Before the war, my very last public activity was in the city of Vinnytsia, where I helped develop a Green Deal Road Map. On January 28, the city’s leaders signed a declaration that they would voluntarily implement the terms of the European Green Deal, with an ambitious program to take the city towards climate neutrality. This was the first Ukranian city to do so, and others seemed set to follow. How heartbreaking it was, then, to wake up on the morning of February 24, just four weeks later, and realize that such progress was halted—and might even be reversed—by the need to defend ourselves against an invading force.
Perhaps I understand Ukraine’s current struggle in the context of global climate justice because of the work I have been doing in the past year, for the Catholic social justice movement Laudato, Si’. Here I have met the people—from Argentina, from East and Southern Africa, from Asia—who are sitting on the “carbon bombs” the fossil fuel industry is itching to exploit, now that there is a gap in the market created by embargoes against Russia.
It has meant much to receive messages of solidarity from many of these people—people who face their own conflicts, and who are often writing from places where they too are very unsafe. This has reminded me about how we are all unsafe in this fossil-fueled world. My country, of course, is extremely important to me—I want to see it rebuilt from the war very soon, rebuilt in green. But this war, more than ever, has reinforced something that knits our global climate movement together: There are no strangers, for us, on this planet.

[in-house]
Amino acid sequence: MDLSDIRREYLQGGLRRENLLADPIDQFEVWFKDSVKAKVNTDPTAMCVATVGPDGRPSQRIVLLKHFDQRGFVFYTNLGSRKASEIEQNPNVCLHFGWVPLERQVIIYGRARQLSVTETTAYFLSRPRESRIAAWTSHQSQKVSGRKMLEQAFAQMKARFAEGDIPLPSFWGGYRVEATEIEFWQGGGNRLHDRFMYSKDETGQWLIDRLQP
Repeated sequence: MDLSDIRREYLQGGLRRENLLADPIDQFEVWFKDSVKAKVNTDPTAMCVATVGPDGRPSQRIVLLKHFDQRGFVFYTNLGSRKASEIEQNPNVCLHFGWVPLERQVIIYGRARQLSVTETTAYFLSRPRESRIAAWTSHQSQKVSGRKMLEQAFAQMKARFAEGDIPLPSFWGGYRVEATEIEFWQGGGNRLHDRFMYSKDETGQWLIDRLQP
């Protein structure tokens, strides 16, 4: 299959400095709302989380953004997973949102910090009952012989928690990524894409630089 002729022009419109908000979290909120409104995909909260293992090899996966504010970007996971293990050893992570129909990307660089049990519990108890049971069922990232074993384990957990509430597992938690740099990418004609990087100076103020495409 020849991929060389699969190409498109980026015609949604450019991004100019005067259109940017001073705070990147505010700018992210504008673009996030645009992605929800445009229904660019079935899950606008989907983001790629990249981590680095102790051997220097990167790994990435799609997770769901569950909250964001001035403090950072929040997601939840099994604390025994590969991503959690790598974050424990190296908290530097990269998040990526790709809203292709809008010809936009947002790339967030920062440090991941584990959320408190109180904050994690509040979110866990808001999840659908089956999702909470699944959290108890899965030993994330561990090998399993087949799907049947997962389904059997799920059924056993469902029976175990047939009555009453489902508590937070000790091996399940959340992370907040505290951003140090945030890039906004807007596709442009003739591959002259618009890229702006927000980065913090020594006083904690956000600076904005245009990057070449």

I will return, soon, to Ivano-Frankivsk from my travels. We are in western Ukraine, so our city has not been destroyed by missiles—although we have had a few explosions and live with the constant threat of more. Our city has swelled with our compatriots who have fled from the east; we do our best to make life as comfortable as possible for them. Many of our men are away in the military. Our small businesses are trying desperately to stay afloat. The fuel crisis means we cannot operate our vehicles. This gets in the way of the most banal of daily tasks—a sign of how dependent we have become on the toxic substance that fuels the war.
When I left, it was spring. Flowers were blooming and the trees were sprouting their early green, too. When I return, the green will be deeper summer-green. Nature does not recognize war, and this consoles me. It also upsets me that the seasonal cycle might lull us into thinking everything is all right. It won’t be, unless we act now. Nature might not recognize war, but it does respond to global warming, in ways that are increasingly violent and unpredictable.
This is the first of a two-part series of dispatches from the East European front lines. Later this week, Polish climate activist Kamila Kadzidłowska writes about her journey as a citizen and mother who refuses to sit idly while her children cough and fall ill because of coal pollution every winter, and how the war in Ukraine has fueled Poland’s love affair with dirty fossil fuels.
Dispatches from the Frontlines are stories directly from the leaders fighting—and winning—the battle for a fossil free future. They are published by Equation Campaign in collaboration with The Nation. Equation Campaign is a 10-year initiative funding movements on the ground to keep fossil fuels in the ground. Read more dispatches here.